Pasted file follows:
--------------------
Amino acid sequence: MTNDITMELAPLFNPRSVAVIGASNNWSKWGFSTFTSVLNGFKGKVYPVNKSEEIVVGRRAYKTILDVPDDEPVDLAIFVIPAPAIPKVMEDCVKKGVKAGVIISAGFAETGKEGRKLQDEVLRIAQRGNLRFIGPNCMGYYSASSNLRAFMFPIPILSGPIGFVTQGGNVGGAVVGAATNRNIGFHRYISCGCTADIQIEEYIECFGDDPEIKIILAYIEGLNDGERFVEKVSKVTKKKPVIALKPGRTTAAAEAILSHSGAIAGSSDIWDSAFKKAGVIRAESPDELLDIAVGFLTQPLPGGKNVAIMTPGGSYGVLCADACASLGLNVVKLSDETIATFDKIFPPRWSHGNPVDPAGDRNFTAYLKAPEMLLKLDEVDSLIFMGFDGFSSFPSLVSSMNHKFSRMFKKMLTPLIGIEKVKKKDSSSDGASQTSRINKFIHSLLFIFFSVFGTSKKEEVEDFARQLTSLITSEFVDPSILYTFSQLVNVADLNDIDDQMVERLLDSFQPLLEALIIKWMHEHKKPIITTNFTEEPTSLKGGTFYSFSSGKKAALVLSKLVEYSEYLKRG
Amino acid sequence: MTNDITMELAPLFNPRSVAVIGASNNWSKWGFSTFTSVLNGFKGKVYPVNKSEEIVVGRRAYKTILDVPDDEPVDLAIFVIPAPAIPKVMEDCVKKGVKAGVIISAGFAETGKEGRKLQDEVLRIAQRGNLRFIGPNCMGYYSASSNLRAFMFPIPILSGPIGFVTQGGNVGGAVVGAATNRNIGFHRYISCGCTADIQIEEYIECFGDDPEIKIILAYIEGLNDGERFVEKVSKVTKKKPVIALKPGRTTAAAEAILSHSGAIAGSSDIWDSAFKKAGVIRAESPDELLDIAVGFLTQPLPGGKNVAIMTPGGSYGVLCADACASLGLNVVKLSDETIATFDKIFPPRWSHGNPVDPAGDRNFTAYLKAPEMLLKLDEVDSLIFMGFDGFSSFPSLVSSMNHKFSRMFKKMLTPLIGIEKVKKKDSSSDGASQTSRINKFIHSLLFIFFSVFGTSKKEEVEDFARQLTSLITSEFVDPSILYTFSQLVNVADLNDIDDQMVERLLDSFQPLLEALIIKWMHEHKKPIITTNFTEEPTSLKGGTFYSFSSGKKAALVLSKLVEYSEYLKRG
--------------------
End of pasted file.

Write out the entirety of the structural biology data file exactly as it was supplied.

Amino acid sequence: MTNDITMELAPLFNPRSVAVIGASNNWSKWGFSTFTSVLNGFKGKVYPVNKSEEIVVGRRAYKTILDVPDDEPVDLAIFVIPAPAIPKVMEDCVKKGVKAGVIISAGFAETGKEGRKLQDEVLRIAQRGNLRFIGPNCMGYYSASSNLRAFMFPIPILSGPIGFVTQGGNVGGAVVGAATNRNIGFHRYISCGCTADIQIEEYIECFGDDPEIKIILAYIEGLNDGERFVEKVSKVTKKKPVIALKPGRTTAAAEAILSHSGAIAGSSDIWDSAFKKAGVIRAESPDELLDIAVGFLTQPLPGGKNVAIMTPGGSYGVLCADACASLGLNVVKLSDETIATFDKIFPPRWSHGNPVDPAGDRNFTAYLKAPEMLLKLDEVDSLIFMGFDGFSSFPSLVSSMNHKFSRMFKKMLTPLIGIEKVKKKDSSSDGASQTSRINKFIHSLLFIFFSVFGTSKKEEVEDFARQLTSLITSEFVDPSILYTFSQLVNVADLNDIDDQMVERLLDSFQPLLEALIIKWMHEHKKPIITTNFTEEPTSLKGGTFYSFSSGKKAALVLSKLVEYSEYLKRG
Amino acid sequence: MTNDITMELAPLFNPRSVAVIGASNNWSKWGFSTFTSVLNGFKGKVYPVNKSEEIVVGRRAYKTILDVPDDEPVDLAIFVIPAPAIPKVMEDCVKKGVKAGVIISAGFAETGKEGRKLQDEVLRIAQRGNLRFIGPNCMGYYSASSNLRAFMFPIPILSGPIGFVTQGGNVGGAVVGAATNRNIGFHRYISCGCTADIQIEEYIECFGDDPEIKIILAYIEGLNDGERFVEKVSKVTKKKPVIALKPGRTTAAAEAILSHSGAIAGSSDIWDSAFKKAGVIRAESPDELLDIAVGFLTQPLPGGKNVAIMTPGGSYGVLCADACASLGLNVVKLSDETIATFDKIFPPRWSHGNPVDPAGDRNFTAYLKAPEMLLKLDEVDSLIFMGFDGFSSFPSLVSSMNHKFSRMFKKMLTPLIGIEKVKKKDSSSDGASQTSRINKFIHSLLFIFFSVFGTSKKEEVEDFARQLTSLITSEFVDPSILYTFSQLVNVADLNDIDDQMVERLLDSFQPLLEALIIKWMHEHKKPIITTNFTEEPTSLKGGTFYSFSSGKKAALVLSKLVEYSEYLKRG